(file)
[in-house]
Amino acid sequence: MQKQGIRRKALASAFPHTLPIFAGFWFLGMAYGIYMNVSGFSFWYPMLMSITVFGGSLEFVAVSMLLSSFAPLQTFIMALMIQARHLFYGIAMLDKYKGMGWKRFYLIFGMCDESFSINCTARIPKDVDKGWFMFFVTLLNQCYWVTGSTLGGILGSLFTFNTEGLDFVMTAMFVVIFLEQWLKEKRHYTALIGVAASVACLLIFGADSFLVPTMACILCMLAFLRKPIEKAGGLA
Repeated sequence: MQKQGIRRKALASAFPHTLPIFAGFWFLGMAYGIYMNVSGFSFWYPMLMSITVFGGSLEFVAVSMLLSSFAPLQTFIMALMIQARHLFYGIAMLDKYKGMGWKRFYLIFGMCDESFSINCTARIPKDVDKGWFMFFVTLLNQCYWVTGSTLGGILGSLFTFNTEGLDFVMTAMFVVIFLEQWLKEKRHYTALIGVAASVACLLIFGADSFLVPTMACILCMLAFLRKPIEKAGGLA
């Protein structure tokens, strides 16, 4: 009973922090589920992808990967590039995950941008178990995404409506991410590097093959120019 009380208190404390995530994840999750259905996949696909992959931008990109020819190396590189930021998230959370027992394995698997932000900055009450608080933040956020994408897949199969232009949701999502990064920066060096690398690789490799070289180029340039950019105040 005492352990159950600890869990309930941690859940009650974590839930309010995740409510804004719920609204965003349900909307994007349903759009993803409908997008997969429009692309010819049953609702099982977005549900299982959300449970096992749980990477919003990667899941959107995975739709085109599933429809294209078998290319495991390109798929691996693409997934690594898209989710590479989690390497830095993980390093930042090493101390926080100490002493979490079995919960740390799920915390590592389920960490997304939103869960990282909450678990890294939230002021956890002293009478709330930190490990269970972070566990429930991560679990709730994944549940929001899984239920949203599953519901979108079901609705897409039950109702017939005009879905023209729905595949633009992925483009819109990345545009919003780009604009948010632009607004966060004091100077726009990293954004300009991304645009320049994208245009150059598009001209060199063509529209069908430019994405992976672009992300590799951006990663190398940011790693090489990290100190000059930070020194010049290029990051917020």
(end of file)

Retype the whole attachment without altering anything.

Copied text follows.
[in-house]
Amino acid sequence: MQKQGIRRKALASAFPHTLPIFAGFWFLGMAYGIYMNVSGFSFWYPMLMSITVFGGSLEFVAVSMLLSSFAPLQTFIMALMIQARHLFYGIAMLDKYKGMGWKRFYLIFGMCDESFSINCTARIPKDVDKGWFMFFVTLLNQCYWVTGSTLGGILGSLFTFNTEGLDFVMTAMFVVIFLEQWLKEKRHYTALIGVAASVACLLIFGADSFLVPTMACILCMLAFLRKPIEKAGGLA
Repeated sequence: MQKQGIRRKALASAFPHTLPIFAGFWFLGMAYGIYMNVSGFSFWYPMLMSITVFGGSLEFVAVSMLLSSFAPLQTFIMALMIQARHLFYGIAMLDKYKGMGWKRFYLIFGMCDESFSINCTARIPKDVDKGWFMFFVTLLNQCYWVTGSTLGGILGSLFTFNTEGLDFVMTAMFVVIFLEQWLKEKRHYTALIGVAASVACLLIFGADSFLVPTMACILCMLAFLRKPIEKAGGLA
């Protein structure tokens, strides 16, 4: 009973922090589920992808990967590039995950941008178990995404409506991410590097093959120019 009380208190404390995530994840999750259905996949696909992959931008990109020819190396590189930021998230959370027992394995698997932000900055009450608080933040956020994408897949199969232009949701999502990064920066060096690398690789490799070289180029340039950019105040 005492352990159950600890869990309930941690859940009650974590839930309010995740409510804004719920609204965003349900909307994007349903759009993803409908997008997969429009692309010819049953609702099982977005549900299982959300449970096992749980990477919003990667899941959107995975739709085109599933429809294209078998290319495991390109798929691996693409997934690594898209989710590479989690390497830095993980390093930042090493101390926080100490002493979490079995919960740390799920915390590592389920960490997304939103869960990282909450678990890294939230002021956890002293009478709330930190490990269970972070566990429930991560679990709730994944549940929001899984239920949203599953519901979108079901609705897409039950109702017939005009879905023209729905595949633009992925483009819109990345545009919003780009604009948010632009607004966060004091100077726009990293954004300009991304645009320049994208245009150059598009001209060199063509529209069908430019994405992976672009992300590799951006990663190398940011790693090489990290100190000059930070020194010049290029990051917020």